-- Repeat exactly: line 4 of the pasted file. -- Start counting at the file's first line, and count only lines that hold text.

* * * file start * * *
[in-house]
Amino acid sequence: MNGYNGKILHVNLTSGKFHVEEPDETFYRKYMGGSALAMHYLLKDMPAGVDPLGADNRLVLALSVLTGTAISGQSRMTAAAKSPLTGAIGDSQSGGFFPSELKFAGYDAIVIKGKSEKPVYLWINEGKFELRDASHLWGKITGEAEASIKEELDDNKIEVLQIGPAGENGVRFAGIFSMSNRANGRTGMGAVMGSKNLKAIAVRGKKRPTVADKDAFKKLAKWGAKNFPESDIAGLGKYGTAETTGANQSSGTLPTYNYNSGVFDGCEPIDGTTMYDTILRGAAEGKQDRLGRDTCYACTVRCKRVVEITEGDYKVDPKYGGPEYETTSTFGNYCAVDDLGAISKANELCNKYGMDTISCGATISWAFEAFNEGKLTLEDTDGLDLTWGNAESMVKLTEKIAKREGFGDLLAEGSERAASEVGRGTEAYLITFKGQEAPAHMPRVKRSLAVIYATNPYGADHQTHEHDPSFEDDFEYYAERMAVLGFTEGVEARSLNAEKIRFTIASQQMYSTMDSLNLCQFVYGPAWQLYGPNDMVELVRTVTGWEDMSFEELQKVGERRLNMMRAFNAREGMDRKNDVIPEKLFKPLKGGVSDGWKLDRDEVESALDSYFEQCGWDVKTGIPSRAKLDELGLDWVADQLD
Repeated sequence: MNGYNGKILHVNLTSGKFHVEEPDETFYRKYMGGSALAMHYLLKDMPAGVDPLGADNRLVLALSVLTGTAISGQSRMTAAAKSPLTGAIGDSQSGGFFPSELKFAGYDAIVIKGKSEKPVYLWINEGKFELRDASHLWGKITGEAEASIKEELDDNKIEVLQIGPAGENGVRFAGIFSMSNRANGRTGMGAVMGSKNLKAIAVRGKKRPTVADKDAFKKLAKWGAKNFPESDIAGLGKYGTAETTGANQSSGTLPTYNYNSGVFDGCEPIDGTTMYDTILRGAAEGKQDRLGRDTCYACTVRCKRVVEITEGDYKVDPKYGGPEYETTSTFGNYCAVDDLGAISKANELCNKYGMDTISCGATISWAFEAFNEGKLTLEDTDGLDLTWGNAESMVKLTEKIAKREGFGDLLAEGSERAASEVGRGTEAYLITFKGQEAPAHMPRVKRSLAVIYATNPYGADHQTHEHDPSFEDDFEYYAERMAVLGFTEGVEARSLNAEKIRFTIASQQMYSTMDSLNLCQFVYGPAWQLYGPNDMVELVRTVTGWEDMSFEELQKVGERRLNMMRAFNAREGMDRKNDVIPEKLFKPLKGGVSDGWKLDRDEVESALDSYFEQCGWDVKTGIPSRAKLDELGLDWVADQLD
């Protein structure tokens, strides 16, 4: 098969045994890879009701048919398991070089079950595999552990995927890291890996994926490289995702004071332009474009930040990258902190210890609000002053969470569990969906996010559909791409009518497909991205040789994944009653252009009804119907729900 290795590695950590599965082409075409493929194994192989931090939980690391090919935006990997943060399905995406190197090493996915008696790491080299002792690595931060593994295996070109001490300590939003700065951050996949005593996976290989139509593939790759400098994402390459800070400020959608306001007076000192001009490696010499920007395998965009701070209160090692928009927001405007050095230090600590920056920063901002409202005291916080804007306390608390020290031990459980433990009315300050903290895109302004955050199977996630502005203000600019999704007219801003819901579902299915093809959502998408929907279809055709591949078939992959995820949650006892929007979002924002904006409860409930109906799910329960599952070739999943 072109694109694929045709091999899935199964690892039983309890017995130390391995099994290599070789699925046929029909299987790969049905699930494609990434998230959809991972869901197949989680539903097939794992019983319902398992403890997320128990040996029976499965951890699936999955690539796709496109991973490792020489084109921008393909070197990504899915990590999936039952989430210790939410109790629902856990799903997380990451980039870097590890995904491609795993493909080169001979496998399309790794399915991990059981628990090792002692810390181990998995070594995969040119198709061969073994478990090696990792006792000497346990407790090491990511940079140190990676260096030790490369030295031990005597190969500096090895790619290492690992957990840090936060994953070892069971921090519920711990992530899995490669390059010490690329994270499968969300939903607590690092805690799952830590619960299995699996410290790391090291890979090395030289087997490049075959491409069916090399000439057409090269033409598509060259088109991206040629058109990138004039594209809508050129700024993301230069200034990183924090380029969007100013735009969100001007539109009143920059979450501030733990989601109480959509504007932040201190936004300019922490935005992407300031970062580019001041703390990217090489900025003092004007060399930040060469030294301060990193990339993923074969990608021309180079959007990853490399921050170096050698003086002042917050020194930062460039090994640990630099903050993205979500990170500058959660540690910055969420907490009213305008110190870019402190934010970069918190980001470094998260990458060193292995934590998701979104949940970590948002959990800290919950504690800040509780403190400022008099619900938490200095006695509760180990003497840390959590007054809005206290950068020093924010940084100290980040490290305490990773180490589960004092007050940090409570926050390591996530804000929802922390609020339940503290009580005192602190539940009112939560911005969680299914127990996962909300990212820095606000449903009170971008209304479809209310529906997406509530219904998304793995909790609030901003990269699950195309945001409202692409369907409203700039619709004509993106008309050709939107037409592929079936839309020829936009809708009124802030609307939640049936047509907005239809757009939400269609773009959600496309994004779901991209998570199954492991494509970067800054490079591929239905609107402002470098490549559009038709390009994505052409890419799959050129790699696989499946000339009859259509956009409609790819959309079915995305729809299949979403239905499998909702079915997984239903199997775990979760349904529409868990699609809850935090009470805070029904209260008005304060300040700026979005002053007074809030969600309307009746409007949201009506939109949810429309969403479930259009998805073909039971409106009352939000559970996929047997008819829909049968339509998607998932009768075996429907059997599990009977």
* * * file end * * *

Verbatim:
């Protein structure tokens, strides 16, 4: 098969045994890879009701048919398991070089079950595999552990995927890291890996994926490289995702004071332009474009930040990258902190210890609000002053969470569990969906996010559909791409009518497909991205040789994944009653252009009804119907729900 290795590695950590599965082409075409493929194994192989931090939980690391090919935006990997943060399905995406190197090493996915008696790491080299002792690595931060593994295996070109001490300590939003700065951050996949005593996976290989139509593939790759400098994402390459800070400020959608306001007076000192001009490696010499920007395998965009701070209160090692928009927001405007050095230090600590920056920063901002409202005291916080804007306390608390020290031990459980433990009315300050903290895109302004955050199977996630502005203000600019999704007219801003819901579902299915093809959502998408929907279809055709591949078939992959995820949650006892929007979002924002904006409860409930109906799910329960599952070739999943 072109694109694929045709091999899935199964690892039983309890017995130390391995099994290599070789699925046929029909299987790969049905699930494609990434998230959809991972869901197949989680539903097939794992019983319902398992403890997320128990040996029976499965951890699936999955690539796709496109991973490792020489084109921008393909070197990504899915990590999936039952989430210790939410109790629902856990799903997380990451980039870097590890995904491609795993493909080169001979496998399309790794399915991990059981628990090792002692810390181990998995070594995969040119198709061969073994478990090696990792006792000497346990407790090491990511940079140190990676260096030790490369030295031990005597190969500096090895790619290492690992957990840090936060994953070892069971921090519920711990992530899995490669390059010490690329994270499968969300939903607590690092805690799952830590619960299995699996410290790391090291890979090395030289087997490049075959491409069916090399000439057409090269033409598509060259088109991206040629058109990138004039594209809508050129700024993301230069200034990183924090380029969007100013735009969100001007539109009143920059979450501030733990989601109480959509504007932040201190936004300019922490935005992407300031970062580019001041703390990217090489900025003092004007060399930040060469030294301060990193990339993923074969990608021309180079959007990853490399921050170096050698003086002042917050020194930062460039090994640990630099903050993205979500990170500058959660540690910055969420907490009213305008110190870019402190934010970069918190980001470094998260990458060193292995934590998701979104949940970590948002959990800290919950504690800040509780403190400022008099619900938490200095006695509760180990003497840390959590007054809005206290950068020093924010940084100290980040490290305490990773180490589960004092007050940090409570926050390591996530804000929802922390609020339940503290009580005192602190539940009112939560911005969680299914127990996962909300990212820095606000449903009170971008209304479809209310529906997406509530219904998304793995909790609030901003990269699950195309945001409202692409369907409203700039619709004509993106008309050709939107037409592929079936839309020829936009809708009124802030609307939640049936047509907005239809757009939400269609773009959600496309994004779901991209998570199954492991494509970067800054490079591929239905609107402002470098490549559009038709390009994505052409890419799959050129790699696989499946000339009859259509956009409609790819959309079915995305729809299949979403239905499998909702079915997984239903199997775990979760349904529409868990699609809850935090009470805070029904209260008005304060300040700026979005002053007074809030969600309307009746409007949201009506939109949810429309969403479930259009998805073909039971409106009352939000559970996929047997008819829909049968339509998607998932009768075996429907059997599990009977």